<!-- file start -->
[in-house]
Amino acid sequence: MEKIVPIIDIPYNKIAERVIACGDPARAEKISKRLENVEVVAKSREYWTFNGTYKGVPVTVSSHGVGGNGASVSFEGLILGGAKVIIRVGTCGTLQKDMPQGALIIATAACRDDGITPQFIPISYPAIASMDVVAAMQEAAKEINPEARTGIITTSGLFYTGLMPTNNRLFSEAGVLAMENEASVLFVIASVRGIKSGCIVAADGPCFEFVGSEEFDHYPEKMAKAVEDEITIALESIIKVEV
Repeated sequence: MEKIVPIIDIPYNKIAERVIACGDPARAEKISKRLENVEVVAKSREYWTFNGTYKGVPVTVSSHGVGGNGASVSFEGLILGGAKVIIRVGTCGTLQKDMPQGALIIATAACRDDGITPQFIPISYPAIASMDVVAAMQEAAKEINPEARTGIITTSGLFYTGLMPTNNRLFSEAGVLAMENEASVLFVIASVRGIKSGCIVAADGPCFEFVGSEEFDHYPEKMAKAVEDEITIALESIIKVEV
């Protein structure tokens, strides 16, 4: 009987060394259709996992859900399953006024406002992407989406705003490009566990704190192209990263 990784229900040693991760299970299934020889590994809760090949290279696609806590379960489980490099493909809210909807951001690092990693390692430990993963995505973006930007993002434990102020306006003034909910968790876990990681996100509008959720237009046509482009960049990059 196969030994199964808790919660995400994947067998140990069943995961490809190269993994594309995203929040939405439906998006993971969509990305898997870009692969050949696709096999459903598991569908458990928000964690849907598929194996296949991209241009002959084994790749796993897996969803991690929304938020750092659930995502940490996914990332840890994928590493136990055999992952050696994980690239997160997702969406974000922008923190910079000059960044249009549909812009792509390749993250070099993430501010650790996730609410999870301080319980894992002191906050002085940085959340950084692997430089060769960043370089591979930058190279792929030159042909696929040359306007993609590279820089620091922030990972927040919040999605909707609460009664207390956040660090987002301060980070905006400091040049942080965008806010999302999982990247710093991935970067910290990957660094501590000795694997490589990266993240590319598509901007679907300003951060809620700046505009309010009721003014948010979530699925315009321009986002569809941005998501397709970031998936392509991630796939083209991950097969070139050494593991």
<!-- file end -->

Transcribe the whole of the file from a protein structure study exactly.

[in-house]
Amino acid sequence: MEKIVPIIDIPYNKIAERVIACGDPARAEKISKRLENVEVVAKSREYWTFNGTYKGVPVTVSSHGVGGNGASVSFEGLILGGAKVIIRVGTCGTLQKDMPQGALIIATAACRDDGITPQFIPISYPAIASMDVVAAMQEAAKEINPEARTGIITTSGLFYTGLMPTNNRLFSEAGVLAMENEASVLFVIASVRGIKSGCIVAADGPCFEFVGSEEFDHYPEKMAKAVEDEITIALESIIKVEV
Repeated sequence: MEKIVPIIDIPYNKIAERVIACGDPARAEKISKRLENVEVVAKSREYWTFNGTYKGVPVTVSSHGVGGNGASVSFEGLILGGAKVIIRVGTCGTLQKDMPQGALIIATAACRDDGITPQFIPISYPAIASMDVVAAMQEAAKEINPEARTGIITTSGLFYTGLMPTNNRLFSEAGVLAMENEASVLFVIASVRGIKSGCIVAADGPCFEFVGSEEFDHYPEKMAKAVEDEITIALESIIKVEV
């Protein structure tokens, strides 16, 4: 009987060394259709996992859900399953006024406002992407989406705003490009566990704190192209990263 990784229900040693991760299970299934020889590994809760090949290279696609806590379960489980490099493909809210909807951001690092990693390692430990993963995505973006930007993002434990102020306006003034909910968790876990990681996100509008959720237009046509482009960049990059 196969030994199964808790919660995400994947067998140990069943995961490809190269993994594309995203929040939405439906998006993971969509990305898997870009692969050949696709096999459903598991569908458990928000964690849907598929194996296949991209241009002959084994790749796993897996969803991690929304938020750092659930995502940490996914990332840890994928590493136990055999992952050696994980690239997160997702969406974000922008923190910079000059960044249009549909812009792509390749993250070099993430501010650790996730609410999870301080319980894992002191906050002085940085959340950084692997430089060769960043370089591979930058190279792929030159042909696929040359306007993609590279820089620091922030990972927040919040999605909707609460009664207390956040660090987002301060980070905006400091040049942080965008806010999302999982990247710093991935970067910290990957660094501590000795694997490589990266993240590319598509901007679907300003951060809620700046505009309010009721003014948010979530699925315009321009986002569809941005998501397709970031998936392509991630796939083209991950097969070139050494593991």